Subsequent posts were dedicated to the process via which people internalize cultural-cognitive kinds. These reflections yielded an emergent and intuitive typology within the broad “family” of cultural cognitive kinds. Some cognitive kinds are like beliefs, encoding explicit declarations or propositions. Other cognitive kinds are more like skills or abilities and are difficult to verbalize in explicit form. A third form is in-between, more like concepts, encoding general semantic knowledge (both schematic and detail-rich) of the explicit and implicit aspects of categories. Riffing on a classic distinction in the philosophy of mind and action, we referred to the first kind as “knowlege-that,” the second kind as “knowlege-how,” and the third one as “knowledge-what.” The idea is that this provides an admittedly rough but exhaustive taxonomy of cultural-cognitive kinds as people internalize them.
Given this, it is easy to form the impression that artifactual (public) cultural kinds are an undifferentiated mass. However, recent work in cognitive science and philosophy has endeavored to provide a more differentiated taxonomic picture of the various forms artifactual kinds can take (Fasoli, 2018; Heersmink, 2021; Viola, 2021). In a forthcoming paper in a special issue of Topics in Cognitive Science dedicated to “the cognitive science of tools and techniques,” Richard Heersmink (2021) provides a useful generic typology of artifactual cultural kinds that aims for the same level of generality and exhaustiveness, concerning artifactual cultural kinds, as the knowledge-that/how/what typology concerning cultural-cognitive kinds.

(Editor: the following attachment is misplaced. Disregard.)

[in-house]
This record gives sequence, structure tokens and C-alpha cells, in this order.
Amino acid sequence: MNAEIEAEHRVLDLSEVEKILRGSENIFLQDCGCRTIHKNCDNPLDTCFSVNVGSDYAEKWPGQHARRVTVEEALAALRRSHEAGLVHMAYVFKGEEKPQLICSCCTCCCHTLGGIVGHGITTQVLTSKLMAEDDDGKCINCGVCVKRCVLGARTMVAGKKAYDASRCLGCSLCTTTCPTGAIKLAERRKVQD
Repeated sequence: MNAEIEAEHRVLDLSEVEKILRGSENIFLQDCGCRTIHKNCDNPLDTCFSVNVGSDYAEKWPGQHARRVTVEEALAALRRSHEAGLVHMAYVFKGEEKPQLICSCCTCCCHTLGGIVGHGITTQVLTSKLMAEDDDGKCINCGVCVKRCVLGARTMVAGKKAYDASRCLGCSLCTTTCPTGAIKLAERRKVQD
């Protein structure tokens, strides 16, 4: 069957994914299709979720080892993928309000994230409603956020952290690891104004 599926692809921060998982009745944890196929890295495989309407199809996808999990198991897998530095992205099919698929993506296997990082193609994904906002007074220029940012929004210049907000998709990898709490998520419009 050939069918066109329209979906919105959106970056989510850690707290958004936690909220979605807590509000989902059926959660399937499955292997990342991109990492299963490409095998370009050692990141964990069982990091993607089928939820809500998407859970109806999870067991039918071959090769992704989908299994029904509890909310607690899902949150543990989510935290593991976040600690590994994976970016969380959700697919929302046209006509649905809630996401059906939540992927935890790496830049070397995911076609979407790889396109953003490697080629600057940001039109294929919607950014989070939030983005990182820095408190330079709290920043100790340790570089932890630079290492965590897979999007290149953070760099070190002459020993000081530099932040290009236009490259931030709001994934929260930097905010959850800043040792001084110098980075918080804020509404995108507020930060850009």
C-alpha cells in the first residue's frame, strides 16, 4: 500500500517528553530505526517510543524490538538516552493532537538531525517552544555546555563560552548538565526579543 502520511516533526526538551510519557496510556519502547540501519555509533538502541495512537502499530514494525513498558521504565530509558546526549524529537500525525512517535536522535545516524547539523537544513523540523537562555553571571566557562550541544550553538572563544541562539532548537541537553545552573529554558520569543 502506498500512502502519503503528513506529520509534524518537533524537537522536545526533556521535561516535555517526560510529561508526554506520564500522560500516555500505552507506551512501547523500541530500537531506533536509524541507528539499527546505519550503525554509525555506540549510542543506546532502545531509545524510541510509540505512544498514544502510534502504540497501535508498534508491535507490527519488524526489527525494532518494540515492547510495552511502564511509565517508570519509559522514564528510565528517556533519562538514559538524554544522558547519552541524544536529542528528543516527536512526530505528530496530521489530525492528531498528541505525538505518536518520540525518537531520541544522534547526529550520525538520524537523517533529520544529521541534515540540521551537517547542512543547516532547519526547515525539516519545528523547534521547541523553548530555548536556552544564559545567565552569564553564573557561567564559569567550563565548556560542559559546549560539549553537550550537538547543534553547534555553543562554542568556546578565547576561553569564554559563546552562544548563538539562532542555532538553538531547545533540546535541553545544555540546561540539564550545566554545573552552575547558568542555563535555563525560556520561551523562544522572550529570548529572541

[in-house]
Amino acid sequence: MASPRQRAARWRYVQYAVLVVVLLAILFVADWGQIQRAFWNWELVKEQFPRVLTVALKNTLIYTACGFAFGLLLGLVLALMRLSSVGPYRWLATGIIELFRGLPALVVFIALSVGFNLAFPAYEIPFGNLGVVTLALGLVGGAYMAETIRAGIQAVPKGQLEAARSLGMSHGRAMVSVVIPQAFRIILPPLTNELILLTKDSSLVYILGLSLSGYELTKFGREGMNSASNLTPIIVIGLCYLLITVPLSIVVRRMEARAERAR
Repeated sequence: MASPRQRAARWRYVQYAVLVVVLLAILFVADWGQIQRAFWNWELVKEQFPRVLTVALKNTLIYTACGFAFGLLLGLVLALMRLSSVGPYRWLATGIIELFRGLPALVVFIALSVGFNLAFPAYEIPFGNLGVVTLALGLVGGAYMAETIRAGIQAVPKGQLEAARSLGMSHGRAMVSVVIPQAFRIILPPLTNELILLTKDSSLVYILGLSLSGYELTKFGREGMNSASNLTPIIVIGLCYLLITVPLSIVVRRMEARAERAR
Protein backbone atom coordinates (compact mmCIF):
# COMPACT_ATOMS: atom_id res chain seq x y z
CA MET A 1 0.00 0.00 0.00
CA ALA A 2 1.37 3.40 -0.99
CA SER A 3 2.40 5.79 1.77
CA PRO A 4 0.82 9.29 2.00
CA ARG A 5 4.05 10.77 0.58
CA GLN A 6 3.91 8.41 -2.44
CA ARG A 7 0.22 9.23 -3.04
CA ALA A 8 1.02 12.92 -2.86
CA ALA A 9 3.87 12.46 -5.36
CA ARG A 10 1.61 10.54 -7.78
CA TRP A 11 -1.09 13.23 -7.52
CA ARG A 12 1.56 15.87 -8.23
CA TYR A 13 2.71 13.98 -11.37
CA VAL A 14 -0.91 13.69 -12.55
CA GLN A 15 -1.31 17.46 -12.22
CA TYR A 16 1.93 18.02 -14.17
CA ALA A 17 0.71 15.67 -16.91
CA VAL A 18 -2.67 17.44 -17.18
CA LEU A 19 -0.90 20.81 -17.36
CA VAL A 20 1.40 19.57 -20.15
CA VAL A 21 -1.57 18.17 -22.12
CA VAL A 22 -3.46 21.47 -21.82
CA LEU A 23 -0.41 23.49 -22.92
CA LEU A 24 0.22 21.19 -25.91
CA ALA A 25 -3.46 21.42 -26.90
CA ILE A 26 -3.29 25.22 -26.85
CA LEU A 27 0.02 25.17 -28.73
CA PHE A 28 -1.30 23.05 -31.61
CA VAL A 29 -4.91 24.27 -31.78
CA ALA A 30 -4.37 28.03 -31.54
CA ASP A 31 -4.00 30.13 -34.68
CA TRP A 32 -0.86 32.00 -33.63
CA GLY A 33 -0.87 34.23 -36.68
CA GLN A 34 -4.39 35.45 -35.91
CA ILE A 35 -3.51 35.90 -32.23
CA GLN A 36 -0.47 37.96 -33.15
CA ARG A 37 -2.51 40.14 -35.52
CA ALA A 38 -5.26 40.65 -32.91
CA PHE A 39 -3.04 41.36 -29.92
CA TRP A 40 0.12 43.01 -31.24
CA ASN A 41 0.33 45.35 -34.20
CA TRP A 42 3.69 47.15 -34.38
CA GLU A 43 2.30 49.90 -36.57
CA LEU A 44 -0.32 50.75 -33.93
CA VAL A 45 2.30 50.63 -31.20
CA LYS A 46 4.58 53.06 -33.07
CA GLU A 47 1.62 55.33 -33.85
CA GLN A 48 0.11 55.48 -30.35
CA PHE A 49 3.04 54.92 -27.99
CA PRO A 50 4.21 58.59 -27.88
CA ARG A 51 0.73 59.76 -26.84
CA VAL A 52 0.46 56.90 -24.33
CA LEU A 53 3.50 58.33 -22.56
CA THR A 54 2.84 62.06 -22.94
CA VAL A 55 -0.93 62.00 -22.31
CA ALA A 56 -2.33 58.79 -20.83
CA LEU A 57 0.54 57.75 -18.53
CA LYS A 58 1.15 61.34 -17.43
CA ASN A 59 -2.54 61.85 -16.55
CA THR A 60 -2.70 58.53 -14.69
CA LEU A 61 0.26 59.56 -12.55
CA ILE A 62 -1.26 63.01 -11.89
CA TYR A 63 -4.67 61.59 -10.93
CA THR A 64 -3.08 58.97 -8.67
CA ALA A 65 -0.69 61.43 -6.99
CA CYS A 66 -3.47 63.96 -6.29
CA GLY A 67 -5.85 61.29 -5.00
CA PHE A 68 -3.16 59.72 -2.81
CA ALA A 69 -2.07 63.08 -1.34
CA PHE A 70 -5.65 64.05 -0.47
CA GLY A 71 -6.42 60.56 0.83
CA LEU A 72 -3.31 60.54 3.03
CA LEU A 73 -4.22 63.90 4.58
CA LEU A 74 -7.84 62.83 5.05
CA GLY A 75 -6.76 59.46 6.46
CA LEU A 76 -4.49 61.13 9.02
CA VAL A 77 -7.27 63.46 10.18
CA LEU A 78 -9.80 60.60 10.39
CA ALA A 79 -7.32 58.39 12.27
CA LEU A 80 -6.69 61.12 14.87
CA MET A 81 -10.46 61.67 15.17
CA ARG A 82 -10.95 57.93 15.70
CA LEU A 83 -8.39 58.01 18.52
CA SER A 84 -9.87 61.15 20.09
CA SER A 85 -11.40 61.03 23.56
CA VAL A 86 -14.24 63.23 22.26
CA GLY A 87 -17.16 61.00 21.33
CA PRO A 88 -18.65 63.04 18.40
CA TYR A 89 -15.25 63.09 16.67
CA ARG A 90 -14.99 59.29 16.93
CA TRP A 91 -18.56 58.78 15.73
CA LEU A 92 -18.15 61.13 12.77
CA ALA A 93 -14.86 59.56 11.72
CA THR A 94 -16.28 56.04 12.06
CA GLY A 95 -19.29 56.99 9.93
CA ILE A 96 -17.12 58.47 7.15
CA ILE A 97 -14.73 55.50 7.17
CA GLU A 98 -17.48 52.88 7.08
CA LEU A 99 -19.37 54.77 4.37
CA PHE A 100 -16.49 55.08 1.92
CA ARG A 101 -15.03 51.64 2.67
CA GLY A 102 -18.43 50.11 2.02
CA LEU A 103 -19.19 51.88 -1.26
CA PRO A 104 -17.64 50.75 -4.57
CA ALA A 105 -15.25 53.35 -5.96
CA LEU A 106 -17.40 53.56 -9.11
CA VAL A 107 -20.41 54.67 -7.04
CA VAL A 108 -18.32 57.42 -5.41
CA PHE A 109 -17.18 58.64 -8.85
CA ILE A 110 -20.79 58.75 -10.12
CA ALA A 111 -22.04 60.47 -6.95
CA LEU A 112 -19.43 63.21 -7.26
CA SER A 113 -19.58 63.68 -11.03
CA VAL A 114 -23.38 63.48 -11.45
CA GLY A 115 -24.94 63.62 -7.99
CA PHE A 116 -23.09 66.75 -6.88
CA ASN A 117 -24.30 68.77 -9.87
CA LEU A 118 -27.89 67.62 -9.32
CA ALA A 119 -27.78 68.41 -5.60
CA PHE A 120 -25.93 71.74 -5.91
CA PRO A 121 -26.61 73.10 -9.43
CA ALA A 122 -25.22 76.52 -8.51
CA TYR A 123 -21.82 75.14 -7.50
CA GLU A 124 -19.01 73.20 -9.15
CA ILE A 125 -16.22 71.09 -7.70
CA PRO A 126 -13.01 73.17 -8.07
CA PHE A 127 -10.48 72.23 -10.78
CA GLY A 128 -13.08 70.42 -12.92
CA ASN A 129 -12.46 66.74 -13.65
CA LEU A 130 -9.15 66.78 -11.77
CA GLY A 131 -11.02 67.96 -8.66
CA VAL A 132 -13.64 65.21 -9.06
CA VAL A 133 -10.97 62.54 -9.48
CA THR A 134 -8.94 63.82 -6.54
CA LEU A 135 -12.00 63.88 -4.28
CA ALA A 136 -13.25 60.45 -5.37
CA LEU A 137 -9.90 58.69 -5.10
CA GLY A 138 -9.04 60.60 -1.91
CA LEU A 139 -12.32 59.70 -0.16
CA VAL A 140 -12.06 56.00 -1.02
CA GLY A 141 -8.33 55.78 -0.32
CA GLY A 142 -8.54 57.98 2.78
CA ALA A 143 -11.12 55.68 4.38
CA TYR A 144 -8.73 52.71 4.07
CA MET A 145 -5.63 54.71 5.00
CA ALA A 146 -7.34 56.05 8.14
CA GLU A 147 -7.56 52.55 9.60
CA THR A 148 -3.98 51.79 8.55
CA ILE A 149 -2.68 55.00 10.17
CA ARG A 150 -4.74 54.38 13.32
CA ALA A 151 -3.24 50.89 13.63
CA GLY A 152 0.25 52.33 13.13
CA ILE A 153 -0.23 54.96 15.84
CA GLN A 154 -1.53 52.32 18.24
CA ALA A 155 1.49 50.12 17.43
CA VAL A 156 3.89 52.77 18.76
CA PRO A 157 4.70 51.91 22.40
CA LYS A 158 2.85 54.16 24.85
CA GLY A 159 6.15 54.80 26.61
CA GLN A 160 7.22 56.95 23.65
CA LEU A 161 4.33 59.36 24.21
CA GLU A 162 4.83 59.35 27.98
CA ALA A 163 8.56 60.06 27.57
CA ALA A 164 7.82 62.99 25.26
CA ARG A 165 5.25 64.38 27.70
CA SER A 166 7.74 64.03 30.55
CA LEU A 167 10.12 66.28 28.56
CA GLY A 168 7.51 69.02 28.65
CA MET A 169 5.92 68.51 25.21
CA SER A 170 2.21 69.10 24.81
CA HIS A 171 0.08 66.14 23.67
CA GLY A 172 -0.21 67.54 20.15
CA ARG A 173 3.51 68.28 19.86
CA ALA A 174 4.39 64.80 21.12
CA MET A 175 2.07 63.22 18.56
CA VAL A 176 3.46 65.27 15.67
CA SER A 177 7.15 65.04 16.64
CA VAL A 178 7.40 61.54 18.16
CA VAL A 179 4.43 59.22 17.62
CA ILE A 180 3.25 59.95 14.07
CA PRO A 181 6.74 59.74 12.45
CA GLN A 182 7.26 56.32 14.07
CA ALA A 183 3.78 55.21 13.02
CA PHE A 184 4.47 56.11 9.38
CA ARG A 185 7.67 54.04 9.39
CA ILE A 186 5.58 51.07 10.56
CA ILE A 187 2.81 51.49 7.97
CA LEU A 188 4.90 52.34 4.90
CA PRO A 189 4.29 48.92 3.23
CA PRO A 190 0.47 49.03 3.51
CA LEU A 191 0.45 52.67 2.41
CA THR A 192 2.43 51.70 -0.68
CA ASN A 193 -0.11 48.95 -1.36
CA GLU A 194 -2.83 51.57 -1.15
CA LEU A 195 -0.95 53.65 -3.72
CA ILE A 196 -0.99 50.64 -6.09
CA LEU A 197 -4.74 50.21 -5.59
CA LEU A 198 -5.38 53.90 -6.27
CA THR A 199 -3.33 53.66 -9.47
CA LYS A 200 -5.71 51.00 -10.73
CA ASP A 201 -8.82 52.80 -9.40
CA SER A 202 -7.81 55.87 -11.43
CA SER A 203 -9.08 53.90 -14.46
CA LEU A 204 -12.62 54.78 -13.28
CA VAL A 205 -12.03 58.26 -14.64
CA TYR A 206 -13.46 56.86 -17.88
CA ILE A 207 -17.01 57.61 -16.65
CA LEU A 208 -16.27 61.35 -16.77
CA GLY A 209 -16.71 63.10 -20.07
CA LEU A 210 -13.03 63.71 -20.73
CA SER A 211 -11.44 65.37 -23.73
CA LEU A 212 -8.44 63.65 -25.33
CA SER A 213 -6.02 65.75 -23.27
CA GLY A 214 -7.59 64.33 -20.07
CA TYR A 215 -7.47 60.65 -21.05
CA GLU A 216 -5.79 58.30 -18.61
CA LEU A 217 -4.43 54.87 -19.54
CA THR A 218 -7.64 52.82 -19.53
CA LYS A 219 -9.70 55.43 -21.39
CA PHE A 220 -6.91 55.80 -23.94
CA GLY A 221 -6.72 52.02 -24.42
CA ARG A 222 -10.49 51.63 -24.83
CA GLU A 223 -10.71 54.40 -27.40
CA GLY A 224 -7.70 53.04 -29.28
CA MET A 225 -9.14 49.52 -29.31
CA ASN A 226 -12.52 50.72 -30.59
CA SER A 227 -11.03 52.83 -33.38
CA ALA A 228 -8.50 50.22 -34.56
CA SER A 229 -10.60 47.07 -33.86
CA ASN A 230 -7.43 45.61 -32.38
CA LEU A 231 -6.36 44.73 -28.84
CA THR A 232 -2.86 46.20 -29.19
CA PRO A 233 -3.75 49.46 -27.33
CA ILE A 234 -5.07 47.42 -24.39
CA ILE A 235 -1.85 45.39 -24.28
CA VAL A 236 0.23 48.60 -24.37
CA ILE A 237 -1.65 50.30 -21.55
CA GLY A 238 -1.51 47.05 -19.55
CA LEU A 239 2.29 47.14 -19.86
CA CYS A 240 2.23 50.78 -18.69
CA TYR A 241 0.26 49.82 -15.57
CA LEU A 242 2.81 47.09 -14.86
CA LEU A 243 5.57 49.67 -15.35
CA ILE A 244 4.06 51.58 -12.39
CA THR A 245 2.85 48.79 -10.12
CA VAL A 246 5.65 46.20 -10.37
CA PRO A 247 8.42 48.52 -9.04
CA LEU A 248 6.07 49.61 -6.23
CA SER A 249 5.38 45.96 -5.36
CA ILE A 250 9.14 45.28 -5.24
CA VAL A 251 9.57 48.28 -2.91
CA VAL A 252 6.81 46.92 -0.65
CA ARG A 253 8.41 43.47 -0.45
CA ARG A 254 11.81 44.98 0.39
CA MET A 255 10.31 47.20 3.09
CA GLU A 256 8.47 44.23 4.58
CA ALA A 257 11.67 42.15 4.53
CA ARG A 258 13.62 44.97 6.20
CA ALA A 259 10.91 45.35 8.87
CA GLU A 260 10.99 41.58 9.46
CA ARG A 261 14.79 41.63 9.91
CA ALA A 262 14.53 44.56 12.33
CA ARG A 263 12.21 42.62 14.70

Heersmink (2021) defines an artifact in the broadest sense as “material objects or structures that are made to be used to achieve an aim.” Heersmink differentiates between four broad families of artifacts: Embodied, perceptual, cognitive, and affective. To each type of artifact corresponds a specific set of skills of abilities people develop when they become good and proficient at using them, which Heersmink refers to as techniques (an approach in the same spirit as Mauss, 1973). Thus, there are embodied techniques, perceptual techniques, and so forth.